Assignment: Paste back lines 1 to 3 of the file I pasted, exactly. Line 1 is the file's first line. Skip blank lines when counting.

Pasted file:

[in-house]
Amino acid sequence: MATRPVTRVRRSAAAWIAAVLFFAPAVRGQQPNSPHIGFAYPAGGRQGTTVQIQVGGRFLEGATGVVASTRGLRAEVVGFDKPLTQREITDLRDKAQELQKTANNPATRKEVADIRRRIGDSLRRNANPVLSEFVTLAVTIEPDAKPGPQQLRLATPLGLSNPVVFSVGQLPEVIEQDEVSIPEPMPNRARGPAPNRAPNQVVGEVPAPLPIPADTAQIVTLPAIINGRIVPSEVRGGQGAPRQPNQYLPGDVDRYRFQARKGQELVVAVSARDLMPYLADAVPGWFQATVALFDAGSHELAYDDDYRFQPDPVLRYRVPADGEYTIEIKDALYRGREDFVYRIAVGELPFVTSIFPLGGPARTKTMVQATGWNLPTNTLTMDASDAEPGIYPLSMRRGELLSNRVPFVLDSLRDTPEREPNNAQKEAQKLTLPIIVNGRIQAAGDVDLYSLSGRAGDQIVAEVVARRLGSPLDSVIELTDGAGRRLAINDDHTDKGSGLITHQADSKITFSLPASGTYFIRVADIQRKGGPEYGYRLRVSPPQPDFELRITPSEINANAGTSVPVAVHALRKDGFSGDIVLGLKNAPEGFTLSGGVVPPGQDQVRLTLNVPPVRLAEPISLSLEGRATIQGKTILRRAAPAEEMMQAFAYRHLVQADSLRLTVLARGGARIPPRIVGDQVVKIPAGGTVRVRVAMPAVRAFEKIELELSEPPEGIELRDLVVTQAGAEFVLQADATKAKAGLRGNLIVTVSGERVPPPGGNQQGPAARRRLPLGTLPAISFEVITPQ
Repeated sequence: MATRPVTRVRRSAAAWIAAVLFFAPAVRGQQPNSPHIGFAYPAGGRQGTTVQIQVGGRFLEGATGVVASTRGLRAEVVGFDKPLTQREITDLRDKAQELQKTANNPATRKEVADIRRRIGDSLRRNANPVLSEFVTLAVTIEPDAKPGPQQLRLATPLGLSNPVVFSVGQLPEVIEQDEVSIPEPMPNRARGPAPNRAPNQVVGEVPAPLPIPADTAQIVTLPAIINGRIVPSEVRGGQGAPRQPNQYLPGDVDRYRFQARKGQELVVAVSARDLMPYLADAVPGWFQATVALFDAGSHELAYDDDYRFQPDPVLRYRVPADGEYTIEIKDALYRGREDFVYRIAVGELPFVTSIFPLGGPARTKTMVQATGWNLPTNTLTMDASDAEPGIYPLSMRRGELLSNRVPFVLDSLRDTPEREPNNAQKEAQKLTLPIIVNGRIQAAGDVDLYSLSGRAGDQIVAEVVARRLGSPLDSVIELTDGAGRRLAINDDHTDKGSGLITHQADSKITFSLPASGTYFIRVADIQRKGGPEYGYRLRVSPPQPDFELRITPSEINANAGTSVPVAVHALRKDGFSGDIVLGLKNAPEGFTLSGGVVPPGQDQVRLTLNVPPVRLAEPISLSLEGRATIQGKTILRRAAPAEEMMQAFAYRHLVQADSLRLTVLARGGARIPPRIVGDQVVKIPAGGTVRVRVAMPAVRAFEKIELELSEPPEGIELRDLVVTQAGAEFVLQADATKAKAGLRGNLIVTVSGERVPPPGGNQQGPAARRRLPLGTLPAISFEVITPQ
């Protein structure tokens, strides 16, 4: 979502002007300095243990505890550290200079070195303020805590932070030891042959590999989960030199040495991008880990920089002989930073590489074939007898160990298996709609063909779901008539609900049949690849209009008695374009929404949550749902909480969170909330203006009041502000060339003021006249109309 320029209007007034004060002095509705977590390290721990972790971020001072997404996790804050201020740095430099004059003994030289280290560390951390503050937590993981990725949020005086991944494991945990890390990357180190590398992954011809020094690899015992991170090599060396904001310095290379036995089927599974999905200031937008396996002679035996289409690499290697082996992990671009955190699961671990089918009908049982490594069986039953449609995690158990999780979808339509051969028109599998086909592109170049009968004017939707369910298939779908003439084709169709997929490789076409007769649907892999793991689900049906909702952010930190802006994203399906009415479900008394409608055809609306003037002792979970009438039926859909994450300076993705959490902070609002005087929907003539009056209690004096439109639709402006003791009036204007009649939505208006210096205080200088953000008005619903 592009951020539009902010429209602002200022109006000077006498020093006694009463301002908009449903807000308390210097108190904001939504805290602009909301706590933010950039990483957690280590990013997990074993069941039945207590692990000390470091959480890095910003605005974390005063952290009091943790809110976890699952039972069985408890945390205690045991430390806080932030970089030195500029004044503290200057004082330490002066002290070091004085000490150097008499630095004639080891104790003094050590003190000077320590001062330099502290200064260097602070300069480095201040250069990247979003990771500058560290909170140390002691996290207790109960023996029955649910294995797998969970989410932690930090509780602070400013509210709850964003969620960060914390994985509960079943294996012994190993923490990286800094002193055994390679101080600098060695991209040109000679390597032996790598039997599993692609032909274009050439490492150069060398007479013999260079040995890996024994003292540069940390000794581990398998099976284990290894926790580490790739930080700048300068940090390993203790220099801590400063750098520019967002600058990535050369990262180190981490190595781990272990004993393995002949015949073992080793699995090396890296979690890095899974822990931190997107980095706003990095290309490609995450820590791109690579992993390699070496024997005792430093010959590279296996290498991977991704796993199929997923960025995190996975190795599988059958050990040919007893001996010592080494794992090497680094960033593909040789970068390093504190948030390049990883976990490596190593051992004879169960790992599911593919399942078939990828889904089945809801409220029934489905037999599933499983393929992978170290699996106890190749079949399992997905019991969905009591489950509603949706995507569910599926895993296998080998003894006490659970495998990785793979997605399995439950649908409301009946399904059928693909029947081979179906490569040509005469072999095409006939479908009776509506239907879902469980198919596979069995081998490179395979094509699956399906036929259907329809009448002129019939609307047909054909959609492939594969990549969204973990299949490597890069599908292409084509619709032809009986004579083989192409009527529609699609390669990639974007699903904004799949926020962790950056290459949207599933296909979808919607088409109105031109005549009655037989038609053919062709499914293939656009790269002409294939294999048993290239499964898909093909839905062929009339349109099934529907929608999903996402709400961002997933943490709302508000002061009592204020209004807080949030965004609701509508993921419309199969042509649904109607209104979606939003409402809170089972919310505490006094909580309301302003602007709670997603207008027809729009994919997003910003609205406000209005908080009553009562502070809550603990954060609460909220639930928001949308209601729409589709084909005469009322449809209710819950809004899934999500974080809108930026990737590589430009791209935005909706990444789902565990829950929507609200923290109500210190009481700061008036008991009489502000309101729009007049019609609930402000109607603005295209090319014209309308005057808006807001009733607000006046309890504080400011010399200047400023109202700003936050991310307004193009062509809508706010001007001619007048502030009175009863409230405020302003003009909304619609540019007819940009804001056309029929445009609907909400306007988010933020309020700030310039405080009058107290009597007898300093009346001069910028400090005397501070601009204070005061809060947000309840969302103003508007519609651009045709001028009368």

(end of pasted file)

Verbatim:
[in-house]
Amino acid sequence: MATRPVTRVRRSAAAWIAAVLFFAPAVRGQQPNSPHIGFAYPAGGRQGTTVQIQVGGRFLEGATGVVASTRGLRAEVVGFDKPLTQREITDLRDKAQELQKTANNPATRKEVADIRRRIGDSLRRNANPVLSEFVTLAVTIEPDAKPGPQQLRLATPLGLSNPVVFSVGQLPEVIEQDEVSIPEPMPNRARGPAPNRAPNQVVGEVPAPLPIPADTAQIVTLPAIINGRIVPSEVRGGQGAPRQPNQYLPGDVDRYRFQARKGQELVVAVSARDLMPYLADAVPGWFQATVALFDAGSHELAYDDDYRFQPDPVLRYRVPADGEYTIEIKDALYRGREDFVYRIAVGELPFVTSIFPLGGPARTKTMVQATGWNLPTNTLTMDASDAEPGIYPLSMRRGELLSNRVPFVLDSLRDTPEREPNNAQKEAQKLTLPIIVNGRIQAAGDVDLYSLSGRAGDQIVAEVVARRLGSPLDSVIELTDGAGRRLAINDDHTDKGSGLITHQADSKITFSLPASGTYFIRVADIQRKGGPEYGYRLRVSPPQPDFELRITPSEINANAGTSVPVAVHALRKDGFSGDIVLGLKNAPEGFTLSGGVVPPGQDQVRLTLNVPPVRLAEPISLSLEGRATIQGKTILRRAAPAEEMMQAFAYRHLVQADSLRLTVLARGGARIPPRIVGDQVVKIPAGGTVRVRVAMPAVRAFEKIELELSEPPEGIELRDLVVTQAGAEFVLQADATKAKAGLRGNLIVTVSGERVPPPGGNQQGPAARRRLPLGTLPAISFEVITPQ
Repeated sequence: MATRPVTRVRRSAAAWIAAVLFFAPAVRGQQPNSPHIGFAYPAGGRQGTTVQIQVGGRFLEGATGVVASTRGLRAEVVGFDKPLTQREITDLRDKAQELQKTANNPATRKEVADIRRRIGDSLRRNANPVLSEFVTLAVTIEPDAKPGPQQLRLATPLGLSNPVVFSVGQLPEVIEQDEVSIPEPMPNRARGPAPNRAPNQVVGEVPAPLPIPADTAQIVTLPAIINGRIVPSEVRGGQGAPRQPNQYLPGDVDRYRFQARKGQELVVAVSARDLMPYLADAVPGWFQATVALFDAGSHELAYDDDYRFQPDPVLRYRVPADGEYTIEIKDALYRGREDFVYRIAVGELPFVTSIFPLGGPARTKTMVQATGWNLPTNTLTMDASDAEPGIYPLSMRRGELLSNRVPFVLDSLRDTPEREPNNAQKEAQKLTLPIIVNGRIQAAGDVDLYSLSGRAGDQIVAEVVARRLGSPLDSVIELTDGAGRRLAINDDHTDKGSGLITHQADSKITFSLPASGTYFIRVADIQRKGGPEYGYRLRVSPPQPDFELRITPSEINANAGTSVPVAVHALRKDGFSGDIVLGLKNAPEGFTLSGGVVPPGQDQVRLTLNVPPVRLAEPISLSLEGRATIQGKTILRRAAPAEEMMQAFAYRHLVQADSLRLTVLARGGARIPPRIVGDQVVKIPAGGTVRVRVAMPAVRAFEKIELELSEPPEGIELRDLVVTQAGAEFVLQADATKAKAGLRGNLIVTVSGERVPPPGGNQQGPAARRRLPLGTLPAISFEVITPQ